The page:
Distracting Fireworks

There’s something about fireworks that just mesmerizes me. This last July 4th, we watched fireworks over Tichigan Lake with some friends.

I love the fact that the conversations of adults and the activity of kids is tamed down to ‘oohs’ and ‘aahs’ at the show before us. I love it when a resonant boom echoes across the terrain to take my breath away. I love it when the spreading firework explosion steadily crackles down to earth.

But there was also something that I found particularly annoying as we watched the fireworks this year. Even as the main show was going on, people around the neighborhood were occasionally continuing to launch their own fireworks that would go off at closer range than those that were the main attraction. I don’t mind it when people are doing all sorts of other things before the fireworks start, but I found these other fireworks to be just plain distracting.

As I watched these neighbors incessantly launch off their wimpy fireworks in front of the larger show, I couldn’t help but think about two things. The first is that we all want to be a part of something that is bigger than us. Even though this professional show was going on in the background, these folks launching their Roman candles and bottle rockets in front of us were echoing something we all feel. We all want to be a part of what’s happening. When something big is happening, that desire only grows. There’s not really anything wrong with this in itself.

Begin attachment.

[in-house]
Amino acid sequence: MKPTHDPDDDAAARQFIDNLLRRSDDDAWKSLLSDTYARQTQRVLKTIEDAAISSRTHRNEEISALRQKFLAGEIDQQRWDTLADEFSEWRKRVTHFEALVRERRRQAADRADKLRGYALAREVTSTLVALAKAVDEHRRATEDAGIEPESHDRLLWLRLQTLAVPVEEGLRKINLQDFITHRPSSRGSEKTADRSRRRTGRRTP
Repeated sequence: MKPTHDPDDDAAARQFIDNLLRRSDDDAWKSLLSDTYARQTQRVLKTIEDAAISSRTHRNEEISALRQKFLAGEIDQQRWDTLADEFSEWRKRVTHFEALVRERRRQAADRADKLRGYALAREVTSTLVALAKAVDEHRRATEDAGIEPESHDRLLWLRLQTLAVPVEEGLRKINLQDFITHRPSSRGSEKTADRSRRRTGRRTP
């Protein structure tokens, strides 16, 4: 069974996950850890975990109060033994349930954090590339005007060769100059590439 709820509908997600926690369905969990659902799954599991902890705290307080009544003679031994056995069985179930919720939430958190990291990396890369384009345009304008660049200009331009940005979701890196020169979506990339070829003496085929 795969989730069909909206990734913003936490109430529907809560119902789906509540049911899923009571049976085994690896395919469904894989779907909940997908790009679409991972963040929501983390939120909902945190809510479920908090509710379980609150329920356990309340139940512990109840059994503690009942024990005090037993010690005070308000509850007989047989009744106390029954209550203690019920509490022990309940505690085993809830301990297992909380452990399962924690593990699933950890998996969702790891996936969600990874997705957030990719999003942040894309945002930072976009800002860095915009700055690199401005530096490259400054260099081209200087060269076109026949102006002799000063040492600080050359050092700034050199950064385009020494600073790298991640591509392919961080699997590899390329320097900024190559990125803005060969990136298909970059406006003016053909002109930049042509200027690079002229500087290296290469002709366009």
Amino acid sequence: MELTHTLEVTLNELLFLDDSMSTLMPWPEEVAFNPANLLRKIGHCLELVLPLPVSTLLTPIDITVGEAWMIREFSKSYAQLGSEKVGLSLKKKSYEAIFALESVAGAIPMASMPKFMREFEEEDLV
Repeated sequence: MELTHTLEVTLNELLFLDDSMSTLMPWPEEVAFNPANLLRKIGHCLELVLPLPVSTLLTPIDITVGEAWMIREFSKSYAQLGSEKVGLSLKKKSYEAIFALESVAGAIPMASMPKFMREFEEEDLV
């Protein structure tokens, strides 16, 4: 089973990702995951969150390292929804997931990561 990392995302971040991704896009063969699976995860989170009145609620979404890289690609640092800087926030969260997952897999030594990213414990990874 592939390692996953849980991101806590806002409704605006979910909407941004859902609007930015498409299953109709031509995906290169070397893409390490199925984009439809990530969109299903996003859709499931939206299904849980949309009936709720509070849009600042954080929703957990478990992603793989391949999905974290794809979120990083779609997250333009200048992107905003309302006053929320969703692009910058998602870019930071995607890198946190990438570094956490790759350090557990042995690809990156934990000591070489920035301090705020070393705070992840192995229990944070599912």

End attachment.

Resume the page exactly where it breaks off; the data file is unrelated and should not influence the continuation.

But it is the second thought where we run into problems. You see, as I was sitting on the blanket watching these fireworks going off, I couldn’t help but think that I was watching a competition. Everyone in the park was there to see the show being put on by the professionals that was breath-taking and awe-inspiring. But these other guys just wouldn’t let  us do that. They were getting in the way. They were taking away from the main thing. There is something wrong with that.

It made me think of John the Baptist. Work with me for a minute. Here is John the Baptist standing by the river and hundreds of people are coming out to be baptized by him. This is a real religious movement, and it seems like John is the main attraction.

But when Jesus comes on the scene it becomes pretty evident that John is not the main attraction. He is just the pre-show warm-up. Jesus is the main attraction. John describes his relationship to Jesus this way: “He must become greater; I must become less” (John 3:30).

John is an excellent picture for us as followers of Jesus. He helps us remember that we are not the main attraction. Jesus is the main attraction.

So, when we’re tempted to keep lighting off our fireworks in life, we need to beware of becoming distracting. People don’t need to see our Roman candles and bottle rockets. They need to experience the deafening booms and earth-shattering explosions of God.

He must become greater. We must become less.

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